Your article on the Douglas A3D brought back a host of fond
memories involving my experiences as a young aircraft mechanic working on the
A3D.† I had just gotten my aircraft
mechanics license, (A&E, as it was called back then), and I hired on at the
Douglas Aircraft plant in El Segundo
The flight hangers were located at the
The Navy eventually took delivery of 2 of these pre-production
models and they were flown to the Naval Air Station overhaul hangars at
At the Norfolk Naval Station we literally disassembled and reassembled the A3ds to bring them up the latest configuration, including the installation of a fuel dump system.† We really became proficient at changing the engines and prided ourselves on the ability to perform the process in far less than an hour.† We also installed a new automatic braking system on the planes and one Naval aviator didnít feel comfortable with the way the brakes felt. He proceeded to run the A3D up and down the runway several times to checkout the new braking system until the brakes got so hot the sensors melted and possibly annealed the axles; we had to remove the axles and sent them to the plant for heat re-treatment.
We were awaiting the last of the pre-production A3Ds when we learned, (Second hand), that it had developed a problem over Los Angeles Internal airport. Rumors were that the pilot had cycled the landing gear at speeds above some prescribed limit and the landing gear doors had been torn off the aircraft, taking with them all the hydraulics, including the back-up systems. This rendered the main landing inoperable with the gear retracted. The circling plane rained parts over the neighborhood. An upshot of the inoperable main landing gear problem was that the Navy cut a hole in the rear bulkhead of the bomb bay to access the landing gear compartment. They then put a removable cover over the hole and mounted a standard crowbar on the bulkhead. This was to be used to pry the landing gear over center so that it could then free fall and lock down, if the need ever arose. I saw this ďEmergencyĒ fix on several operational A3Ds.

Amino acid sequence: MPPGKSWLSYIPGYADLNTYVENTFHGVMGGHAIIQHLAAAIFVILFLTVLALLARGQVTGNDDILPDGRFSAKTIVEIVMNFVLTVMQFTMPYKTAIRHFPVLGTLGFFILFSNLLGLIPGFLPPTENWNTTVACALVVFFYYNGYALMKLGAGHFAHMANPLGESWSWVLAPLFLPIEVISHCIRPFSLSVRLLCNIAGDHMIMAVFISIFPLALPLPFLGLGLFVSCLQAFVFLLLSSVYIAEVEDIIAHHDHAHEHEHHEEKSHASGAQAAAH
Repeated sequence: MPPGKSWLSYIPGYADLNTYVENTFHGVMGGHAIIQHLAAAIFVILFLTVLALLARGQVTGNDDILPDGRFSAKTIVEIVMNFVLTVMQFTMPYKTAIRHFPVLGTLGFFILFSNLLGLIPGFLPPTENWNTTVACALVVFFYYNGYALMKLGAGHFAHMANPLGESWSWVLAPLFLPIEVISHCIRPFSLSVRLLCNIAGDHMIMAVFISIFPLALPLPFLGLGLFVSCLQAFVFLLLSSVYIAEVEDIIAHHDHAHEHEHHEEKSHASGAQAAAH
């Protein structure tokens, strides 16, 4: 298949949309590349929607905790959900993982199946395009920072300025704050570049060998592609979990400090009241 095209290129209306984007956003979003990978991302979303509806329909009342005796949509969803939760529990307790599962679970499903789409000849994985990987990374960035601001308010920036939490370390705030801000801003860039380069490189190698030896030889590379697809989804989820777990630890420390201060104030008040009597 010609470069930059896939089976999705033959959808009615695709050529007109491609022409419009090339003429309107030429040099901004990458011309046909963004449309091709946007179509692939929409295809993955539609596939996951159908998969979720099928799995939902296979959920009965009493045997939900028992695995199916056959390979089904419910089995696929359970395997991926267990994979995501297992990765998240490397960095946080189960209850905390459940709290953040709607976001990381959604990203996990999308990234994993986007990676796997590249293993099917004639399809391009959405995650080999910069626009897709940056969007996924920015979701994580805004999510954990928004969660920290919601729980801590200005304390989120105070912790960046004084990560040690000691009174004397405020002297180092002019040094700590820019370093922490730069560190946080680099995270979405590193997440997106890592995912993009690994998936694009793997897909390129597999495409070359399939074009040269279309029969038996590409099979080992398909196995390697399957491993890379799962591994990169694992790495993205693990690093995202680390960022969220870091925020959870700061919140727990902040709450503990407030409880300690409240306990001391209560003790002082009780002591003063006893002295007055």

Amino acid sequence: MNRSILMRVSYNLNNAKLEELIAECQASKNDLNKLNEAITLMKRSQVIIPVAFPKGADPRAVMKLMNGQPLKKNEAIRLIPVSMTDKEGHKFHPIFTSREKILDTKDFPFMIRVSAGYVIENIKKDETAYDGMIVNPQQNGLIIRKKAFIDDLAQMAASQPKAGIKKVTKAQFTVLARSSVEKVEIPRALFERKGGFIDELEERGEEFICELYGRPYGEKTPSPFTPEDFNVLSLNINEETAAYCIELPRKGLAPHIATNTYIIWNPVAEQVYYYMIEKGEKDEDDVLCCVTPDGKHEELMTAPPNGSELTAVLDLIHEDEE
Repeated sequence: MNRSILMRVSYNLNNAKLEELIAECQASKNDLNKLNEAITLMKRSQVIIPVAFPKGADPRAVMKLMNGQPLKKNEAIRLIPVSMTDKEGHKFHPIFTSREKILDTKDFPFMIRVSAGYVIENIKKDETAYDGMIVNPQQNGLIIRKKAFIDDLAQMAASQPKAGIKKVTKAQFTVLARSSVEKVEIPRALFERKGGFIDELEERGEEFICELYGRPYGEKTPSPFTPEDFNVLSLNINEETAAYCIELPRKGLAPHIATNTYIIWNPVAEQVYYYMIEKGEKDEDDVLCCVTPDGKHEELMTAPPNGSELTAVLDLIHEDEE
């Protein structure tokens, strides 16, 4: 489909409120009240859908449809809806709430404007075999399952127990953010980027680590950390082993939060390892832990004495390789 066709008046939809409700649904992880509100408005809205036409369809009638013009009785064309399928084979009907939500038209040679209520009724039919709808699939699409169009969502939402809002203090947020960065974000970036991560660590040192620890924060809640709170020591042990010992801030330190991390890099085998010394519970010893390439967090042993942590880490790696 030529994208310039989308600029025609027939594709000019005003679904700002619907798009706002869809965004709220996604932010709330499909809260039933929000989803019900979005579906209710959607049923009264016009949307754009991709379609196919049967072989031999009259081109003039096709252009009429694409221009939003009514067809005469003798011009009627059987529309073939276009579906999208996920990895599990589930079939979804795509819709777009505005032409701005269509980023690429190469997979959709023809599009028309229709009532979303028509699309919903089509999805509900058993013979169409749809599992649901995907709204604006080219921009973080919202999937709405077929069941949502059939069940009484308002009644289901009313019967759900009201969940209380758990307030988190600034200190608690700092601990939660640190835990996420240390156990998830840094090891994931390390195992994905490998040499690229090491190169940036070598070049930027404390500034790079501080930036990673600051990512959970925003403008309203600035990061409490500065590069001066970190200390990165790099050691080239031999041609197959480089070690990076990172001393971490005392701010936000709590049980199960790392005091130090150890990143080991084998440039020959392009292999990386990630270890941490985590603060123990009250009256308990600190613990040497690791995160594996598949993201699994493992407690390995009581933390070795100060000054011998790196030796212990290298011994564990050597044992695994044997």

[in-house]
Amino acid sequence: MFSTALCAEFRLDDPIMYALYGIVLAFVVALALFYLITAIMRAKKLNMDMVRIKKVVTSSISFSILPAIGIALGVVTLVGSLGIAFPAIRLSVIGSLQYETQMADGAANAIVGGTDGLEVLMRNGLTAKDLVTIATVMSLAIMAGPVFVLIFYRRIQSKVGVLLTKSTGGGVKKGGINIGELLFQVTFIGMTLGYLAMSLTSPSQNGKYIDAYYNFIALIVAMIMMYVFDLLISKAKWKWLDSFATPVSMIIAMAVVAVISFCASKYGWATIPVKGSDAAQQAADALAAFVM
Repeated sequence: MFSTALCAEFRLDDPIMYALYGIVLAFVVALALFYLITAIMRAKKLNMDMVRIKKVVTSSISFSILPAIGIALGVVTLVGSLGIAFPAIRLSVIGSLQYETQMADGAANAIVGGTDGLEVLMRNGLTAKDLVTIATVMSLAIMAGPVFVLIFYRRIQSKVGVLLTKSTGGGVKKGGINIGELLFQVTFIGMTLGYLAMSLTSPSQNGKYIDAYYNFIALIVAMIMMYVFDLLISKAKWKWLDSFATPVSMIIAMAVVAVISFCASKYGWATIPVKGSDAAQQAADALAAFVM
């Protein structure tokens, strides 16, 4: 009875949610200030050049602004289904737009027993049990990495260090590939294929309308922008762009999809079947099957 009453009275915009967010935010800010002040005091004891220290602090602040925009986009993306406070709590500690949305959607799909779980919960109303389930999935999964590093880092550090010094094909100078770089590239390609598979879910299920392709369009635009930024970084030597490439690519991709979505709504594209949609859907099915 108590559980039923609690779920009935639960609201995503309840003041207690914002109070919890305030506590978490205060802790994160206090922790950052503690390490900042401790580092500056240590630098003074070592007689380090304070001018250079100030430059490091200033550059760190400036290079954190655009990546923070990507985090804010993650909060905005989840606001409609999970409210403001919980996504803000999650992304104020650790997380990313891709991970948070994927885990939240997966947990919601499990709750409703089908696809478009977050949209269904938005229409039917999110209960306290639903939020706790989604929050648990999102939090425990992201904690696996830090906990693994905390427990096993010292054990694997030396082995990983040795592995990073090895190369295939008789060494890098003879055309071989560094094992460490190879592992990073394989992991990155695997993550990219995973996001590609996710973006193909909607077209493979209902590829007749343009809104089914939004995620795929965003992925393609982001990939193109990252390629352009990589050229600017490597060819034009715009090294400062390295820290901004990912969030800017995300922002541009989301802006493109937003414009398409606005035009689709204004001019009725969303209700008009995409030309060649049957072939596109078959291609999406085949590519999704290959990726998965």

The story continued that the plane was flown to
Our crew was next sent to
We were then sent to the Naval Air Base at
Some of my recollections have faded due to time while others remain vivid.† I donít know how much of my experiences were, or are, classified information, but I did have a very high clearance.
One of the most vivid recollections was that when the A3Ds reached the end of the long assembly line, the rear mounted radar controlled twin 20mm canon were test fired into a dirt bank. A warning whistle would sound and all employees would steady themselves; the ensuing canon sound created a gut-wrenching feeling in me as it resounded down the nearly half-mile long plant. Iíll never forget that feeling in the pit of my stomach.
I do remember the A3D very well as I spent considerable time working on just about every area of the plane. As a young curious mechanic, I wanted to know everything about the plane and itsí abilities. My experience with the A3D was a memorable time in my life and I thank you for bringing back those pleasant memories.
Phillip A. Purpura